After nearly three years, editor-in-chief Eric Barrow is out at Deadspin
Nearly three years after he was named editor-in-chief of G/O Media’s sports site Deadspin, Eric Barrow is no longer with the company.
A G/O Media spokesperson declined to comment on the details of Barrow’s exit, but confirmed Barrow will leave the company on Dec. 31. Barrow is on vacation for part of the time between now and then, per an internal Slack message sent by G/O Media CEO Jim Spanfeller to the Deadspin team and shared with Digiday. Deadspin staffers were informed of Barrow’s exit on Wednesday. The spokesperson said the company does not yet have a successor; Barrow did not immediately respond to a request for comment.
In the memo, Spanfeller told the Deadspin team that Barrow oversaw the site “during what has arguably been the most tumultuous period in recent sports history,” citing the pandemic, racial reckonings, policy changes and other notable moments in the sports world.
“We wish Eric the best of luck on his next endeavor. While turning the page is always hard, I’m excited about the next chapter in Deadspin’s story. It is, as they say, a whole new ballgame,” Spanfeller wrote.
Barrow was previously the sports editor of the New York Daily News, but was let go in January 2019 after a 15-year career at the publication. The Daily News restructured the leadership of its sports coverage and named Kyle Wagner (a former Deadspin writer) director of sports content.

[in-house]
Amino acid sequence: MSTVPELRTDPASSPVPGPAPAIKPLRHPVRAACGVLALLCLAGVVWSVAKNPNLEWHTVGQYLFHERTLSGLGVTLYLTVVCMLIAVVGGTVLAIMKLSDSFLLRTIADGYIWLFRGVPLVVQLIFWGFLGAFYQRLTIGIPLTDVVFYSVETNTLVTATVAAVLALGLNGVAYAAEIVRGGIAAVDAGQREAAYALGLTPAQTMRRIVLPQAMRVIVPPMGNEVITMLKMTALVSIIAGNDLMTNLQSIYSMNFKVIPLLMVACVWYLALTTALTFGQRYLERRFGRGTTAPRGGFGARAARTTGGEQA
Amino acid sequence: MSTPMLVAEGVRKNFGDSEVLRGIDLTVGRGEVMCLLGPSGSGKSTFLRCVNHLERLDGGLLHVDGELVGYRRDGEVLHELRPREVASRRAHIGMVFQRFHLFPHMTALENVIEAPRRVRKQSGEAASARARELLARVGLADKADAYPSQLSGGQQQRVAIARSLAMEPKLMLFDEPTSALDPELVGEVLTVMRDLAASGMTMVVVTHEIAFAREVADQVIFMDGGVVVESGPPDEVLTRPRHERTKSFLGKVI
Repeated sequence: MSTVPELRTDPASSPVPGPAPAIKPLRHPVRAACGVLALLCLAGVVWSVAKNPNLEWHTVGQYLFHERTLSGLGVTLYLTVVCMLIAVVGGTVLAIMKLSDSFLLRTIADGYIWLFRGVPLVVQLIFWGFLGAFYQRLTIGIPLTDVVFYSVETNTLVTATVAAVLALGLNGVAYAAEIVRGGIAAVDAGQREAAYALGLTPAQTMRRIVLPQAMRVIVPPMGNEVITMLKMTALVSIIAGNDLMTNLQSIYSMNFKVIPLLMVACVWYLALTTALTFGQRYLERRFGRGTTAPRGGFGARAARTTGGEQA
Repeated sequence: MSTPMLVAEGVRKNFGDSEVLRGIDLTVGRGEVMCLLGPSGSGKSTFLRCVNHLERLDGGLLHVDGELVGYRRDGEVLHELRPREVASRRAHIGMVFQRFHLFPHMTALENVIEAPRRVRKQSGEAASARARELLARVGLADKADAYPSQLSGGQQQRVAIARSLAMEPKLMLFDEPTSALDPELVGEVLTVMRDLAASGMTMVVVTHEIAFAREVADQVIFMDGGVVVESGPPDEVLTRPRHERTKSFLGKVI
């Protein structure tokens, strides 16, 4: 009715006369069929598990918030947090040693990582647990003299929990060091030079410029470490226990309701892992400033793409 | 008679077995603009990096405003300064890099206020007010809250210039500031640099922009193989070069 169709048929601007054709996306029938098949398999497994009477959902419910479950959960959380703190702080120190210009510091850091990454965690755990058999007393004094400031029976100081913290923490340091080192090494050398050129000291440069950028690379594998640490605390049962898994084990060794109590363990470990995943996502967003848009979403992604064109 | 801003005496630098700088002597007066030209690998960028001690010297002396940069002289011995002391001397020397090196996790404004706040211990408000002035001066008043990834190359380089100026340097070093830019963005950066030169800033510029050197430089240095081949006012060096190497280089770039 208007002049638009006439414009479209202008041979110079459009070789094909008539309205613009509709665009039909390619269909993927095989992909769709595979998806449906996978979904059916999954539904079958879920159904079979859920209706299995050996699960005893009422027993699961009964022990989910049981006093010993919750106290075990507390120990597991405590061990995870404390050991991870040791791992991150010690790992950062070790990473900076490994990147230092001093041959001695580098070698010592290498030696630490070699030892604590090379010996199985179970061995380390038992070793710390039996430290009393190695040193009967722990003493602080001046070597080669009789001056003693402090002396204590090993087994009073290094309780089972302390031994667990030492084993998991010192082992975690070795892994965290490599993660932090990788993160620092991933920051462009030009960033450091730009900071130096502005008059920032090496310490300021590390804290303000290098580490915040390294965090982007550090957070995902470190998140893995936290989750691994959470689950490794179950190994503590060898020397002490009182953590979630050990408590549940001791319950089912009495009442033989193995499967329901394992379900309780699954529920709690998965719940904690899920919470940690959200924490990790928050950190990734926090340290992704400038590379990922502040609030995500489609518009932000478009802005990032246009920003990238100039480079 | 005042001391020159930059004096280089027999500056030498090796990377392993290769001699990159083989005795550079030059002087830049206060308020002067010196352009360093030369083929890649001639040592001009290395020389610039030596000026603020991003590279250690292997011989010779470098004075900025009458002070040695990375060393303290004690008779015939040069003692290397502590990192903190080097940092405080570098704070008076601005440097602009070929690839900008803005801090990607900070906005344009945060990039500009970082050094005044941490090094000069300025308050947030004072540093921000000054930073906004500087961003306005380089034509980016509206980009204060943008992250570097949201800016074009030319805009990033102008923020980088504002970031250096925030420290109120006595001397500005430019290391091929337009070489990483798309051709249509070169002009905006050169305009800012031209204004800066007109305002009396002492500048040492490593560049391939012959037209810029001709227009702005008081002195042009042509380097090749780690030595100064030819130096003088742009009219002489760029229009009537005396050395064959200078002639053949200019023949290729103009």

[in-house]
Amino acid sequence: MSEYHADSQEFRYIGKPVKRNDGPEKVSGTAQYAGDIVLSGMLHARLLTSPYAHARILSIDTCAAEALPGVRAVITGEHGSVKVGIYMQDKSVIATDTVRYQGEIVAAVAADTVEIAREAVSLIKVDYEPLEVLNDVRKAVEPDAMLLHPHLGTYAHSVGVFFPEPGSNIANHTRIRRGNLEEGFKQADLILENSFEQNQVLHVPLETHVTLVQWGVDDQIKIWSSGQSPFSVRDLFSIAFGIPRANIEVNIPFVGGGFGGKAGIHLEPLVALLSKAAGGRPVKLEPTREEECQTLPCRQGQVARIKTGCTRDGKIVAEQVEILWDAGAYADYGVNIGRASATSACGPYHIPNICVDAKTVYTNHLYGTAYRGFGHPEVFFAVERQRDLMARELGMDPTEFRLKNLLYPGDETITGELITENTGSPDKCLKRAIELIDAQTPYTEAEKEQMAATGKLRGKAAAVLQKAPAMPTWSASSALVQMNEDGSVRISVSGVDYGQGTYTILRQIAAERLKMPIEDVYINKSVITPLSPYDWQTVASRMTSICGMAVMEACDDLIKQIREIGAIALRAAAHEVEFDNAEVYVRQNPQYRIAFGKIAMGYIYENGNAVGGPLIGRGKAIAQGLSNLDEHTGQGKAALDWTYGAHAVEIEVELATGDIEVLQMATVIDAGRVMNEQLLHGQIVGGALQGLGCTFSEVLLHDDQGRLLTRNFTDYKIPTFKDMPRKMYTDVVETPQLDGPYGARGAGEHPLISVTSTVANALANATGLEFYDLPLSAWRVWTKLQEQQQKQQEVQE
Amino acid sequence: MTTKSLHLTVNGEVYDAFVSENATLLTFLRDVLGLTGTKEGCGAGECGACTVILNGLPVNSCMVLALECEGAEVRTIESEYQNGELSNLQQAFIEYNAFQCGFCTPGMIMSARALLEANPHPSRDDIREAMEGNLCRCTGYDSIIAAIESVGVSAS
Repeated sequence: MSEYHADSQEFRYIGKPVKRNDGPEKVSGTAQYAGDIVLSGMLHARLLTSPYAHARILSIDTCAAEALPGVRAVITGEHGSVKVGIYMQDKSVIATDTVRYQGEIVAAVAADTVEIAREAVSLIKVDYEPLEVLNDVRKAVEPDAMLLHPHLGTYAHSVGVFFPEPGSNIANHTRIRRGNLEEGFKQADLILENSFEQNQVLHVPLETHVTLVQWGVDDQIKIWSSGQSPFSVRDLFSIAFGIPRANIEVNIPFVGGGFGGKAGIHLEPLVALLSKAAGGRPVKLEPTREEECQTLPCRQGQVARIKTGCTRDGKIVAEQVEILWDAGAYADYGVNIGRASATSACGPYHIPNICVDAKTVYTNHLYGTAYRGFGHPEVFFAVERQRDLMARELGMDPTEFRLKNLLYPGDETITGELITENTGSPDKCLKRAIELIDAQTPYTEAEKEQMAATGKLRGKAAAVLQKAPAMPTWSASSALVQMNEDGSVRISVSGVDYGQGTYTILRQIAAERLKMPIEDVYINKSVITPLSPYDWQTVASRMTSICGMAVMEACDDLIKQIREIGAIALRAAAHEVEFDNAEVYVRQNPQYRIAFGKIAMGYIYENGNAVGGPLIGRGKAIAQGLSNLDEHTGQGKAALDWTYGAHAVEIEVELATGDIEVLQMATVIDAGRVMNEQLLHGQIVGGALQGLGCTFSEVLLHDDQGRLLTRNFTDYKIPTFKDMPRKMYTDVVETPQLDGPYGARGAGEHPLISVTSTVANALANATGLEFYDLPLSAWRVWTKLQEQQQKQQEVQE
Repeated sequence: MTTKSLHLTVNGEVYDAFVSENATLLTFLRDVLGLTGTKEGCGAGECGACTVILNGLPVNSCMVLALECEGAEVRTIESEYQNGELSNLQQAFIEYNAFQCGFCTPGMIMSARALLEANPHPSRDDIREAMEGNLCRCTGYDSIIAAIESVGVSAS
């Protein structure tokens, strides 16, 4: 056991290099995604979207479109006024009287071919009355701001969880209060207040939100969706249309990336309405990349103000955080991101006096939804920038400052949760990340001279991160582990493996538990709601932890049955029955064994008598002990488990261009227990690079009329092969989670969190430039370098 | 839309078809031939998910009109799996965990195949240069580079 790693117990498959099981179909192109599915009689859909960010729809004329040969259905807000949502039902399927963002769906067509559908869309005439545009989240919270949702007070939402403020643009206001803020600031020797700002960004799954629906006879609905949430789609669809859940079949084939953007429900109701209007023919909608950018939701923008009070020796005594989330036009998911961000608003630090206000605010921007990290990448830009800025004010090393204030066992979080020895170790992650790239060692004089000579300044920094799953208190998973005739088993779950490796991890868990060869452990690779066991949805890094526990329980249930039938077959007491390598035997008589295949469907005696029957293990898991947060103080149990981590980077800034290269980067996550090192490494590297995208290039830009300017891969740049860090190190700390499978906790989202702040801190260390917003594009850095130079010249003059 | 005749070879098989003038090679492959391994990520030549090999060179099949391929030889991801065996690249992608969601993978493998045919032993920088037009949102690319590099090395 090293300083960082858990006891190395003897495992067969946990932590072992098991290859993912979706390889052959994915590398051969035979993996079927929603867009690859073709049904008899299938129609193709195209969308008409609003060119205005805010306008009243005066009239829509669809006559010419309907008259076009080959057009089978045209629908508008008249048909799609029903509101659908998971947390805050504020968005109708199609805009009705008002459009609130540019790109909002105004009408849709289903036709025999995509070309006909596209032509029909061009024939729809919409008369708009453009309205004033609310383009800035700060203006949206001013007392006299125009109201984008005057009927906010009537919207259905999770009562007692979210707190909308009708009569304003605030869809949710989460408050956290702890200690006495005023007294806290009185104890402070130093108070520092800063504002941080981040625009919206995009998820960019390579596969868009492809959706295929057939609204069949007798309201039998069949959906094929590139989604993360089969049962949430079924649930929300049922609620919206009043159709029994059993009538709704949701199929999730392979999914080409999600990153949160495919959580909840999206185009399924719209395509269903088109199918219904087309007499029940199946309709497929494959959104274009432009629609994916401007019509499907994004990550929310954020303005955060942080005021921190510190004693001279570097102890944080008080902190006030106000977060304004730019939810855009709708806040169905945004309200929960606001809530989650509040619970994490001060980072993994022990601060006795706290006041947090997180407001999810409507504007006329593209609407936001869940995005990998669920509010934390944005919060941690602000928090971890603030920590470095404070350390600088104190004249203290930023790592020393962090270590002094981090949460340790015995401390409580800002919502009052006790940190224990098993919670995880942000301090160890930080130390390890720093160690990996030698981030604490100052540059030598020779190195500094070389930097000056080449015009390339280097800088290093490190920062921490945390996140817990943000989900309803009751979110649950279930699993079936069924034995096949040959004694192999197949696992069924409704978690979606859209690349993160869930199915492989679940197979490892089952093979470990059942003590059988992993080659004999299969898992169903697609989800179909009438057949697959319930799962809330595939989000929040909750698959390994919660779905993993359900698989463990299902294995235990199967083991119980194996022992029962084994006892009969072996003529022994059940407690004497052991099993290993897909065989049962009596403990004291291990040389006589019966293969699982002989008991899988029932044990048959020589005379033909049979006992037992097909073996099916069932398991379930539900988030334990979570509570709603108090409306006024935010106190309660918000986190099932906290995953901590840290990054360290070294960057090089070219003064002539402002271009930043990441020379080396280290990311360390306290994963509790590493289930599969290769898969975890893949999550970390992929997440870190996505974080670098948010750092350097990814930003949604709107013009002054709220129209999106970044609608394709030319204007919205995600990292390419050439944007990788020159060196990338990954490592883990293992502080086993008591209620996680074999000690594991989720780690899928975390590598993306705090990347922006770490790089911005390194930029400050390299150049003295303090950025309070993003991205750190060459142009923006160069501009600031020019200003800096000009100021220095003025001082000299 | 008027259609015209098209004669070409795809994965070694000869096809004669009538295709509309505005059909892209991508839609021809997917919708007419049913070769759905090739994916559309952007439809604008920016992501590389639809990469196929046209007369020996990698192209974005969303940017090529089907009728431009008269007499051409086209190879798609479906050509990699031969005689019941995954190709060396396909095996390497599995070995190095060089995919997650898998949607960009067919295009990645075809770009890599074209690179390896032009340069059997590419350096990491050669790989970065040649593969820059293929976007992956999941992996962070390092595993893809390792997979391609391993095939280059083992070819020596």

Deadspin has seen its fair share of dramatic changes over the past few years. Barrow joined G/O Media in February 2020, when then Deadspin editor Jim Rich became G/O Media’s editorial director. (Rich was formerly the editor of the Daily News.)
Rich relaunched Deadspin in January 2020 after its entire staff of around 20 writers and editors resigned the previous fall when G/O Media execs told Deadspin’s editorial team to stick to sports coverage.
More in Media
Digiday+ Research: Publishers’ programmatic revenue didn’t shake out the way they’d hoped, but it’s still a bright spot
Digiday+ Research found that publishers’ programmatic ad revenue didn’t quite live up to expectations this year, but they still see it as a growth area.
For a couple of publishers, referrals from Google are down upwards of 60%.
Lacking financial incentives, sustainability remains a hope, not a promise, in digital advertising next year
Reducing carbon emissions from the digital ad ecosystem is an important priority, but various players are skeptical that much can — and is — being done to practice sustainability.